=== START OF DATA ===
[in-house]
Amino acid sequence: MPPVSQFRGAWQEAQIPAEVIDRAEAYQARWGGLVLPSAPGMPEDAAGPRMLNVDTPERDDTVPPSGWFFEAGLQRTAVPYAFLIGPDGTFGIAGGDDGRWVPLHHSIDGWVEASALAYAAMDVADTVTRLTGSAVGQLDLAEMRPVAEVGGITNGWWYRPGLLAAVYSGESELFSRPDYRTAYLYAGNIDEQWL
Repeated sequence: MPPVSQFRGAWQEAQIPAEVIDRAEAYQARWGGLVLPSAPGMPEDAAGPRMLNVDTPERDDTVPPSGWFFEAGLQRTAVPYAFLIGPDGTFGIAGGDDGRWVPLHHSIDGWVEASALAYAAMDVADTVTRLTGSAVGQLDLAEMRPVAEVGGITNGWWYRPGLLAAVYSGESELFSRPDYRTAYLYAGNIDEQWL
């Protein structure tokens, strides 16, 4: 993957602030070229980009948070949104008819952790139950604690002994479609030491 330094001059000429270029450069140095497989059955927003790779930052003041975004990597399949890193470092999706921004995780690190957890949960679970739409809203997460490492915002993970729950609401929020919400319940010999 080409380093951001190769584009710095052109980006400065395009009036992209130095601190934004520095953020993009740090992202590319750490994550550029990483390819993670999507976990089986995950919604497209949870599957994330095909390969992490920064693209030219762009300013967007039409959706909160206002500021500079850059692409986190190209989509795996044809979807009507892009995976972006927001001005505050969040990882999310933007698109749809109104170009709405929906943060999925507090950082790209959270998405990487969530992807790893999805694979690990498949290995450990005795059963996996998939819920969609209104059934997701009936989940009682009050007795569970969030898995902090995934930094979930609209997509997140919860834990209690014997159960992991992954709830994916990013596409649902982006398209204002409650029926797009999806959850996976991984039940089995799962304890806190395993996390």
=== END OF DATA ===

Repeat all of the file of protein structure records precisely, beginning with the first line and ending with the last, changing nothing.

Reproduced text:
[in-house]
Amino acid sequence: MPPVSQFRGAWQEAQIPAEVIDRAEAYQARWGGLVLPSAPGMPEDAAGPRMLNVDTPERDDTVPPSGWFFEAGLQRTAVPYAFLIGPDGTFGIAGGDDGRWVPLHHSIDGWVEASALAYAAMDVADTVTRLTGSAVGQLDLAEMRPVAEVGGITNGWWYRPGLLAAVYSGESELFSRPDYRTAYLYAGNIDEQWL
Repeated sequence: MPPVSQFRGAWQEAQIPAEVIDRAEAYQARWGGLVLPSAPGMPEDAAGPRMLNVDTPERDDTVPPSGWFFEAGLQRTAVPYAFLIGPDGTFGIAGGDDGRWVPLHHSIDGWVEASALAYAAMDVADTVTRLTGSAVGQLDLAEMRPVAEVGGITNGWWYRPGLLAAVYSGESELFSRPDYRTAYLYAGNIDEQWL
């Protein structure tokens, strides 16, 4: 993957602030070229980009948070949104008819952790139950604690002994479609030491 330094001059000429270029450069140095497989059955927003790779930052003041975004990597399949890193470092999706921004995780690190957890949960679970739409809203997460490492915002993970729950609401929020919400319940010999 080409380093951001190769584009710095052109980006400065395009009036992209130095601190934004520095953020993009740090992202590319750490994550550029990483390819993670999507976990089986995950919604497209949870599957994330095909390969992490920064693209030219762009300013967007039409959706909160206002500021500079850059692409986190190209989509795996044809979807009507892009995976972006927001001005505050969040990882999310933007698109749809109104170009709405929906943060999925507090950082790209959270998405990487969530992807790893999805694979690990498949290995450990005795059963996996998939819920969609209104059934997701009936989940009682009050007795569970969030898995902090995934930094979930609209997509997140919860834990209690014997159960992991992954709830994916990013596409649902982006398209204002409650029926797009999806959850996976991984039940089995799962304890806190395993996390």